NFL players are feeling overworked and underappreciated, so big changes could be on the horizon with the new NFL CBA.  Sure, there are those that earn multimillion-dollar salaries every year, but, as a group, the athletes are beginning to realize that they have more on the line than the league recognizes.  As this epiphany sets in, things could be set to change – and change in a big way.

What Changes In New NFL CBA?

Players want to be seen as business partners to league owners, and the league itself, and are going to try to force a huge transition in the way the NFL operates in the new collective bargaining agreement (CBA).

The new CBA negotiations are going to come up in NFL season 2021.  It is then that the players could seek a complete alteration of the league’s structure.  From a bigger piece of the revenue to better long-term health care, the NFL Players Association (NFLPA) is ready to try again what it attempted in 2011 – see more benefits and better status in the league.

Of course, in 2011, the plan didn’t go too well.  The 18-week lockout finally broke in favor of league owners, but this time could be different.  Players have learned from the errors they made the last time around and are more heavily involved already in campaigning for their next big move.  DeMaurice Smith, the NFLPA’s executive director, is on a six-week trip around the country, making stops at all 32 teams to tell players that something big is coming.  He’s telling them to start saving money now because, according to a presentation he gives, a “work stoppage is coming.”

NFLPA player representative and Philadelphia Eagles player Malcolm Jenkins is onboard the effort, as well.  He states, “Really this negotiation is about, ‘How do we move from the position of ownership and players to partners in the business of football?’  That’s how we see it. We play; they provide the field. Within the business of football, we should be partners.”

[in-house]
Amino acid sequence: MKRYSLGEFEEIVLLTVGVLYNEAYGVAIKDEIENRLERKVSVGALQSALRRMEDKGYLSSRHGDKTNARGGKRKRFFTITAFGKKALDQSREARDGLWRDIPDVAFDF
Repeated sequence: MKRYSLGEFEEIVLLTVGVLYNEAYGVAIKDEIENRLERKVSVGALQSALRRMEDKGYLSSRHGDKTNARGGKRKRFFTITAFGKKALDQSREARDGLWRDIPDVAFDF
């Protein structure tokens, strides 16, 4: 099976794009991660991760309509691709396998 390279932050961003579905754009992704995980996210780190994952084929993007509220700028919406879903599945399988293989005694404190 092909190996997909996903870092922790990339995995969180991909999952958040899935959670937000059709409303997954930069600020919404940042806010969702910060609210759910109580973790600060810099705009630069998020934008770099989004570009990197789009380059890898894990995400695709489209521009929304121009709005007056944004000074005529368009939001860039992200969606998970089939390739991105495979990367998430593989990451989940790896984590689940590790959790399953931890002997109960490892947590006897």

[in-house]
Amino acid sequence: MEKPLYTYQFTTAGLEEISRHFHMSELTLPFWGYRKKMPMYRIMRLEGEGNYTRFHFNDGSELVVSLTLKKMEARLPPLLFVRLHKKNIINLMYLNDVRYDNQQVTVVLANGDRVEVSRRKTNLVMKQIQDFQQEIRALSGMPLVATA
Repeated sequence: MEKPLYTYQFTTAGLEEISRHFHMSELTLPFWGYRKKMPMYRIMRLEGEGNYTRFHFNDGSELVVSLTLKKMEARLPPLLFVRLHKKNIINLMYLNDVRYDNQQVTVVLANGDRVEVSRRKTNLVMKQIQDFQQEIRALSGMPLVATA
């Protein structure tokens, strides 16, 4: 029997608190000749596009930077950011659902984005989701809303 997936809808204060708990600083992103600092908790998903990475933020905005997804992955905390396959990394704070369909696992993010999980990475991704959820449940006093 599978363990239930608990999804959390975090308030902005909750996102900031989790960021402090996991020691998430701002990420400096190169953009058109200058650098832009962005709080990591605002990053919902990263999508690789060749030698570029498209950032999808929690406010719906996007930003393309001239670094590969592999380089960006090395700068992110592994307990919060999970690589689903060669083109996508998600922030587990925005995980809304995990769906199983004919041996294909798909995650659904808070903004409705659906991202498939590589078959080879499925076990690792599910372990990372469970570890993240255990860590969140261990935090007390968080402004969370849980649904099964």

Based on the average NFL salary, players shouldn’t have any trouble making ends meet and saving for a rainy day.  Around $900,000 a season should be plenty of money to be able to squirrel some of it away.  However, most players, throughout the history of the NFL, have not been savvy when it comes to financial planning and don’t look deep into the future.  Many often have to resort to loans and other means for securing short-term cash, even if it means being stuck with outrageously high interest rates from loan sharks.

Ryan Harris, a former offensive lineman for the Denver Broncos, saw firsthand how players threw money around, not caring about the future.  He explains, “Guys were almost flaunting that they were out of money, where they were like, ‘I’m out of money!’  There were some big-time guys. It was not like guys were asking for 500 bucks. Teammates were asking me for $75,000. I’m like, ‘Dude, what are you doing this month that you have a $75,000 need?'”

That lax position was what cost the players their shot at better negotiations in 2011.  However, as financial awareness has risen, things will be different this time around.  Player royalty checks and union dues are being stored by the NFLPA in the event players need to be bailed out during a standoff during the new NFL CBA negotiations, and this is going to make a difference.

Also, according to an informal poll by ESPN, the majority of players in the league are now saving about half of what they earn.  Owners are going to have a much more difficult time not bending more when they sit down with the NFLPA in less than two years.

Akeem Spence, a defensive lineman currently with the Jacksonville Jaguars, explains it best.

“If we want the things that we claim we want, guys have got to prepare themselves not to play football in 2021.  Guys have to be willing to hold out and fight for what we want so younger guys coming into this league, they can get health care for life, higher guarantees, higher base salaries — all the stuff that other sports have that we don’t and that we’re striving for. Save, don’t have any crazy investments and just try to live a normal life.

“That’s what I try to strive for myself and just live real basic so when push comes to shove, hey, I can do this [work stoppage] for three, four, five years, no matter how long.  Bring it on, man.  Bring it on!”